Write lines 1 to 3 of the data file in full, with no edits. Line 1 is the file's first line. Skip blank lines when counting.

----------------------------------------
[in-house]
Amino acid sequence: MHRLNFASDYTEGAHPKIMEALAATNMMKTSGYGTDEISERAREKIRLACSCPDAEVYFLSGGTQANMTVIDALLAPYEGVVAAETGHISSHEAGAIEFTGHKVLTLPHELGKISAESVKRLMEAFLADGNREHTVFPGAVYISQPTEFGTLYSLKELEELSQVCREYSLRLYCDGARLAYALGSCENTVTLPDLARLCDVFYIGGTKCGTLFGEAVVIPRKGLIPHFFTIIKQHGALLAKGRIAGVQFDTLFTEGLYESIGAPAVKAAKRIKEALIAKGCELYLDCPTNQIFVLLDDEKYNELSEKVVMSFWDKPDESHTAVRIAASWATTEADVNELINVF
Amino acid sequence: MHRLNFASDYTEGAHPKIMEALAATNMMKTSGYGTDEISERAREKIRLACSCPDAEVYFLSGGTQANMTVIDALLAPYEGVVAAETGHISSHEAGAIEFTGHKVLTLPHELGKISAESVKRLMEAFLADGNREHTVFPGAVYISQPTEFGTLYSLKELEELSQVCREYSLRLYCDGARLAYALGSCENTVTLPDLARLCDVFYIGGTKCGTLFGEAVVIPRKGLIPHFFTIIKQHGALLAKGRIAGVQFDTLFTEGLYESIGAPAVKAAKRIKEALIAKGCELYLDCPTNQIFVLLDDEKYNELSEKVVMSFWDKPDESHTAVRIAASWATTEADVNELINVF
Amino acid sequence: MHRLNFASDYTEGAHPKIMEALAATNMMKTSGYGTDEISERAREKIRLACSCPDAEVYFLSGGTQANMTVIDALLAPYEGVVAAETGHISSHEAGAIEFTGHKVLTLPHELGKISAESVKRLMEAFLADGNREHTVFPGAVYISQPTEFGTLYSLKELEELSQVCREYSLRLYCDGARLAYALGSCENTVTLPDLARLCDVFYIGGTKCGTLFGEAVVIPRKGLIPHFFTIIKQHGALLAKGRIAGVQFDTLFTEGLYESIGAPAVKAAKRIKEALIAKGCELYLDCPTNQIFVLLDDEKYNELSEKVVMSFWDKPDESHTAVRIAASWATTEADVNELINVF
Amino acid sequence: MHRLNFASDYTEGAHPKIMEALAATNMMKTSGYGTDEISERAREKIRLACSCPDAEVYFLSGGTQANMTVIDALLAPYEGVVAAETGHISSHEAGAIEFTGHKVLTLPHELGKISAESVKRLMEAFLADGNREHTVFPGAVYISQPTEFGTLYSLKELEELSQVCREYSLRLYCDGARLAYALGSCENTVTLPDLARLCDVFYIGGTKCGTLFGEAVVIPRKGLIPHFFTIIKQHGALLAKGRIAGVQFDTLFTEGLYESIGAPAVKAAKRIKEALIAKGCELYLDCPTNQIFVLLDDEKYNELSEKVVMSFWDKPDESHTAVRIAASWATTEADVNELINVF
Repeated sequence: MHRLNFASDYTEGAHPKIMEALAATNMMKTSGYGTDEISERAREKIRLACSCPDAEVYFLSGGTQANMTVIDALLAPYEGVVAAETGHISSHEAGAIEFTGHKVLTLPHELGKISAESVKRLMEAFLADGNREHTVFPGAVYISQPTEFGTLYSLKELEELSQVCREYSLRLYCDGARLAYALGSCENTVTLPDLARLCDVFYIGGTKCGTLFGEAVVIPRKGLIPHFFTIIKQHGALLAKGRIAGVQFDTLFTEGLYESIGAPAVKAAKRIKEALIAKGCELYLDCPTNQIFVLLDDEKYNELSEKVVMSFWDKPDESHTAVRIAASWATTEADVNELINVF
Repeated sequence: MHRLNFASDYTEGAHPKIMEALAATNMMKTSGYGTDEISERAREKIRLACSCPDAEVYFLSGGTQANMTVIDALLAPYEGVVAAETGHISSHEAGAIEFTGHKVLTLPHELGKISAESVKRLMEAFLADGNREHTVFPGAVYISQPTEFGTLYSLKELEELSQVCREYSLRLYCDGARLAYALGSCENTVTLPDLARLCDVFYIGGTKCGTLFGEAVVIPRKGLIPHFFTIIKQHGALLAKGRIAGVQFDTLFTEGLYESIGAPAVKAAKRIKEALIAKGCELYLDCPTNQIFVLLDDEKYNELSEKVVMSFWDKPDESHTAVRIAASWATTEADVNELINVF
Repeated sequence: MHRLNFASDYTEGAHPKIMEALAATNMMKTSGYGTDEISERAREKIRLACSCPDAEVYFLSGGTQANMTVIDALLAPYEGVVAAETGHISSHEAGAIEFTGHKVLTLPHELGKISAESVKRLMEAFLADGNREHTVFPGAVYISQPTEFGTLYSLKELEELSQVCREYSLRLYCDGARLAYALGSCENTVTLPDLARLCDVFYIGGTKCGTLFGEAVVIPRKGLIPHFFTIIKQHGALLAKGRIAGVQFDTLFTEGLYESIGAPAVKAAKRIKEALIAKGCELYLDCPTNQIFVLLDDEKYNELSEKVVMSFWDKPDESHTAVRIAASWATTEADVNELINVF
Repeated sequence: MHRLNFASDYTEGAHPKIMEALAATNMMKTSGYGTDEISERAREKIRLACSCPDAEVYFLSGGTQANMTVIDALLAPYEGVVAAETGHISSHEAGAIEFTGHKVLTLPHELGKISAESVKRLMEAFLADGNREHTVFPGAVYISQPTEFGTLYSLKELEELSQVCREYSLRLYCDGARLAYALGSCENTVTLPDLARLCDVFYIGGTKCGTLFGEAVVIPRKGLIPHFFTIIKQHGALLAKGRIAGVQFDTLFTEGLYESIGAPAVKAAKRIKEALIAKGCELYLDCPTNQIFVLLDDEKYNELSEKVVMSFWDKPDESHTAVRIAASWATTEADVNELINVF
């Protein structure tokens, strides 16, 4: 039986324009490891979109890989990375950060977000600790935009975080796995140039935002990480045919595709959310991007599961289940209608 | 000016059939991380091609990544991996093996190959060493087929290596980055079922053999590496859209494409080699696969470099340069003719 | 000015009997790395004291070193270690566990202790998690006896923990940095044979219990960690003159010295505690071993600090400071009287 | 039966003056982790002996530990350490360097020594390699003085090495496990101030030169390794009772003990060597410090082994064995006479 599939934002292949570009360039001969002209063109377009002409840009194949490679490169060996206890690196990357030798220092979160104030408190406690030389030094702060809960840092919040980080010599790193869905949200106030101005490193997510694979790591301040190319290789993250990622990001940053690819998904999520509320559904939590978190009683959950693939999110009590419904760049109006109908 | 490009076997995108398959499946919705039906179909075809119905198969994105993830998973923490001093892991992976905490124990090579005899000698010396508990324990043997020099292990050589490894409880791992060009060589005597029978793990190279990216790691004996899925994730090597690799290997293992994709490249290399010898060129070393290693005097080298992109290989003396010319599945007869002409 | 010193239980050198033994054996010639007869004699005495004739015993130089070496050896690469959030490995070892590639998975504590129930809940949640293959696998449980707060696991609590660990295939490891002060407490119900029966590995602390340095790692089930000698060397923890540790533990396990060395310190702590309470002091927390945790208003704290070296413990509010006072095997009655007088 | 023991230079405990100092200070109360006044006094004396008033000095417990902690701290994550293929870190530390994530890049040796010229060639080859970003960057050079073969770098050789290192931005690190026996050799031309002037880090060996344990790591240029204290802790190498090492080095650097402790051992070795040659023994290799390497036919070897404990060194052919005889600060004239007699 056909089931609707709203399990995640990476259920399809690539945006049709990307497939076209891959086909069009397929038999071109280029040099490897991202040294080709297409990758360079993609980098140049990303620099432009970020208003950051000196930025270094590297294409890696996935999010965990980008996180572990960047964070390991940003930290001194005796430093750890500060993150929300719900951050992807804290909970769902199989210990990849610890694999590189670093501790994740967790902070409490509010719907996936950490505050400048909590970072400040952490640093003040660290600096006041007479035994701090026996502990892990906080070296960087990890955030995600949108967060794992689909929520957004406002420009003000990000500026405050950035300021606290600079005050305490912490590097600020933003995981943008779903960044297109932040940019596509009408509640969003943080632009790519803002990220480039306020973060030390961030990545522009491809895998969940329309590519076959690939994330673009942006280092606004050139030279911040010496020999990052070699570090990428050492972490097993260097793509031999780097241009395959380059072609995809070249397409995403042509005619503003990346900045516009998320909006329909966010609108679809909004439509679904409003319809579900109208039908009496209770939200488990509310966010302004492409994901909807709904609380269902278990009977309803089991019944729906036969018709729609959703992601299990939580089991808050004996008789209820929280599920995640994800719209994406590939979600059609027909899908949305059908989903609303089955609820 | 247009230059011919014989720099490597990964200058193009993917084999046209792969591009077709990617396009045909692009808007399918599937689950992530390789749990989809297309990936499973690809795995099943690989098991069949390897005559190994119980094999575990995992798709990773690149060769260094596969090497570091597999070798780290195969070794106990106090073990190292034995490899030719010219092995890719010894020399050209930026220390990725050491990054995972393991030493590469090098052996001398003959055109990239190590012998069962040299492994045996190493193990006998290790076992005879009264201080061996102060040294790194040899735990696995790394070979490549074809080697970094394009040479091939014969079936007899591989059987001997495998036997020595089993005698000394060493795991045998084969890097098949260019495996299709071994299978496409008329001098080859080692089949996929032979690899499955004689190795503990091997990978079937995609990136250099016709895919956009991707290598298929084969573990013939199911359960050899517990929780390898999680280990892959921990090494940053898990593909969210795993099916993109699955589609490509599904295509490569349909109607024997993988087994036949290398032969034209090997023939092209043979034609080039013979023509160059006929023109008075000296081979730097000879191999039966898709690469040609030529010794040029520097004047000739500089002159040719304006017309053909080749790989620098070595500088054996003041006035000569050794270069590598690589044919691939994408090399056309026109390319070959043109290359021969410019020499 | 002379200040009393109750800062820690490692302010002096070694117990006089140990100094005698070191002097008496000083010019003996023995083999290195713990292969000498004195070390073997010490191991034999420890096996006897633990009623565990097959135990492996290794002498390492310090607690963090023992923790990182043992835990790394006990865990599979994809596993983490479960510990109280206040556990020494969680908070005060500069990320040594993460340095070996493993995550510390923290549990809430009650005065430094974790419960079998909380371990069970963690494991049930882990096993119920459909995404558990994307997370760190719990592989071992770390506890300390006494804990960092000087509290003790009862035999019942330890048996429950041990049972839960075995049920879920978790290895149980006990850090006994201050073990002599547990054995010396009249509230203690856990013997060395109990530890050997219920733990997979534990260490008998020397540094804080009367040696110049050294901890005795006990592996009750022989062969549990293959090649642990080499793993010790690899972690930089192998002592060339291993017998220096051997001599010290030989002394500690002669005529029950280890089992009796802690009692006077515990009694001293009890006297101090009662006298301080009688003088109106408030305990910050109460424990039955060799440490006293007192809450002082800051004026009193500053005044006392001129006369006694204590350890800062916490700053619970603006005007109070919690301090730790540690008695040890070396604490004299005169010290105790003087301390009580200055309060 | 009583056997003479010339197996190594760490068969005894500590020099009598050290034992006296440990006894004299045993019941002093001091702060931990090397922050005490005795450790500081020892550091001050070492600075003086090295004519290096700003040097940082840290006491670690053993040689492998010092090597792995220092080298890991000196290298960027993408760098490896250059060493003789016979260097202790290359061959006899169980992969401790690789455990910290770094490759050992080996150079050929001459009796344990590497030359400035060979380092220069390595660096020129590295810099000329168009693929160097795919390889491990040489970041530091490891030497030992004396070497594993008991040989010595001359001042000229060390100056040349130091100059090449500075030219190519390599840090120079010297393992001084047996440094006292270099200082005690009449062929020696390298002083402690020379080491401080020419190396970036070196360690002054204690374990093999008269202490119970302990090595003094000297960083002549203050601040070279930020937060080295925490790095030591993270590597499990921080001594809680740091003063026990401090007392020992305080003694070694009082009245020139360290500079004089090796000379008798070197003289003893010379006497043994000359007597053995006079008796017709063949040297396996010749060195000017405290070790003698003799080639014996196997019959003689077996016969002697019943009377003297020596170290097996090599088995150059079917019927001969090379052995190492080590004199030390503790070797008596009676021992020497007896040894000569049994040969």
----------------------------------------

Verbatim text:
[in-house]
Amino acid sequence: MHRLNFASDYTEGAHPKIMEALAATNMMKTSGYGTDEISERAREKIRLACSCPDAEVYFLSGGTQANMTVIDALLAPYEGVVAAETGHISSHEAGAIEFTGHKVLTLPHELGKISAESVKRLMEAFLADGNREHTVFPGAVYISQPTEFGTLYSLKELEELSQVCREYSLRLYCDGARLAYALGSCENTVTLPDLARLCDVFYIGGTKCGTLFGEAVVIPRKGLIPHFFTIIKQHGALLAKGRIAGVQFDTLFTEGLYESIGAPAVKAAKRIKEALIAKGCELYLDCPTNQIFVLLDDEKYNELSEKVVMSFWDKPDESHTAVRIAASWATTEADVNELINVF
Amino acid sequence: MHRLNFASDYTEGAHPKIMEALAATNMMKTSGYGTDEISERAREKIRLACSCPDAEVYFLSGGTQANMTVIDALLAPYEGVVAAETGHISSHEAGAIEFTGHKVLTLPHELGKISAESVKRLMEAFLADGNREHTVFPGAVYISQPTEFGTLYSLKELEELSQVCREYSLRLYCDGARLAYALGSCENTVTLPDLARLCDVFYIGGTKCGTLFGEAVVIPRKGLIPHFFTIIKQHGALLAKGRIAGVQFDTLFTEGLYESIGAPAVKAAKRIKEALIAKGCELYLDCPTNQIFVLLDDEKYNELSEKVVMSFWDKPDESHTAVRIAASWATTEADVNELINVF